Grinding my teeth, I must’ve bitten into tongue or cheek because the taste of blood fills my mouth. The taxi has stopped in front of ten-foot-high iron gates painted silver. A stone wall topped with loops of barb wire runs on either side of the gates. Pa looks at me. The only condition I had had when agreeing to come to this rehab was that I shouldn’t be able to see a stitch of barb wire anywhere.

“Well, champ, here we are. Doesn’t look very promising, does it? Are you okay?”

He is worried I’ll run. I’ve run before, from other rehabs surrounded by barb wire. I’m too tired to tell him that I’m tired. Of trying to fill a bottomless hole. Of being asked why and never having an answer. I’m tired of waking up every morning and wishing I hadn’t. I’m tired of running.

The driver leans on the horn and the gates open inward as if by magic. If someone on the other side pulled them open, they are hidden in the shadows. As we drive through, I see a granite plaque embedded in the gatepost. Etched on it in unassuming letters, Our Sacred Land. I am too tired to even roll my eyes. I can not breathe.

Excerpted with permission from White Magic, Arjun Nath, HarperCollins India.

Support our journalism by subscribing to Scroll+ here. We welcome your comments at letters@scroll.in.
Sponsored Content BY 

Movies can make you leap beyond what is possible

Movies have the power to inspire us like nothing else.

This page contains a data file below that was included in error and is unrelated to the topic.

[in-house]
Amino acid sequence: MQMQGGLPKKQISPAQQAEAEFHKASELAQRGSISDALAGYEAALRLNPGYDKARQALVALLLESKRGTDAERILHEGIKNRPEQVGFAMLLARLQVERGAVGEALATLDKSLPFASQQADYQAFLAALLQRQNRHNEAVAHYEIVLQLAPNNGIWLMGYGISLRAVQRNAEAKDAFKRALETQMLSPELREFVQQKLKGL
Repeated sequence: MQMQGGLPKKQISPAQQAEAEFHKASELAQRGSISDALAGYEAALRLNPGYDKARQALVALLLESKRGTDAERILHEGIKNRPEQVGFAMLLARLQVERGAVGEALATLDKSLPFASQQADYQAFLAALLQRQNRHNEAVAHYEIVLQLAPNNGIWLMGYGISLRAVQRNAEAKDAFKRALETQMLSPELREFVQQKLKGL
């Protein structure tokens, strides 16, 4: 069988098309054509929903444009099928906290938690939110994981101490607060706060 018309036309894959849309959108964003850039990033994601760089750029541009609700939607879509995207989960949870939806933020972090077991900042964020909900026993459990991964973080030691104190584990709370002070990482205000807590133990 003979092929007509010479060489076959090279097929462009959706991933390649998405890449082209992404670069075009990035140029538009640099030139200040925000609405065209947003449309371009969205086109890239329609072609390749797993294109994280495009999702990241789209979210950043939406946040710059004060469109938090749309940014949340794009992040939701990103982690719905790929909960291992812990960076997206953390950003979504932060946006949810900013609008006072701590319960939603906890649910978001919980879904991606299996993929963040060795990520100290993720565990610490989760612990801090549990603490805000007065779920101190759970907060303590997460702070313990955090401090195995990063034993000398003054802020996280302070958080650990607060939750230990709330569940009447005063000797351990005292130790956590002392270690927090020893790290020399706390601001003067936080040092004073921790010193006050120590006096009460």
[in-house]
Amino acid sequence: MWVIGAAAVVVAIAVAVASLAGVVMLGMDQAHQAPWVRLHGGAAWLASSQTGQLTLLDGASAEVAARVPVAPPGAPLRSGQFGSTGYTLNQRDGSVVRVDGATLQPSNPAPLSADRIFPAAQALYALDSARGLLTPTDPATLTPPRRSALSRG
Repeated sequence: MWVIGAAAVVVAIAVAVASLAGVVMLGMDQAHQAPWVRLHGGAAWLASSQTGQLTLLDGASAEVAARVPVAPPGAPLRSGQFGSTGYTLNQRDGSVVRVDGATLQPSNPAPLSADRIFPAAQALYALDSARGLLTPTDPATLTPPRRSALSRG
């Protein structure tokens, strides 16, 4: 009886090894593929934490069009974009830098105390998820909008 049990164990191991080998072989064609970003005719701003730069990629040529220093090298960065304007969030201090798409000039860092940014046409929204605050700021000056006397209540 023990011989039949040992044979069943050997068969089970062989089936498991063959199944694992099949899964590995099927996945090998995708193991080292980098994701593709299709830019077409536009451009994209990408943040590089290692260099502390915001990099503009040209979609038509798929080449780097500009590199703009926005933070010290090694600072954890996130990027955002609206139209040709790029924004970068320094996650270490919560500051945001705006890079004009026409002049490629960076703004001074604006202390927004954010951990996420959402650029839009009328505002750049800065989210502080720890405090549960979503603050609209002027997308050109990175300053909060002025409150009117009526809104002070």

Why do we love watching movies? The question might be elementary, but one that generates a range of responses. If you had to visualise the world of movies on a spectrum, it would reflect vivid shades of human emotions like inspiration, thrill, fantasy, adventure, love, motivation and empathy - generating a universal appeal bigger than of any other art form.

“I distinctly remember when I first watched Mission Impossible I. The scene where Tom Cruise suspends himself from a ventilator to steal a hard drive is probably the first time I saw special effects, stunts and suspense combined so brilliantly.”  

— Shristi, 30

Beyond the vibe of a movie theatre and the smell of fresh popcorn, there is a deeply personal relationship one creates with films. And with increased access to movies on television channels like &flix, Zee Entertainment’s brand-new English movie channel, we can experience the magic of movies easily, in the comforts of our home.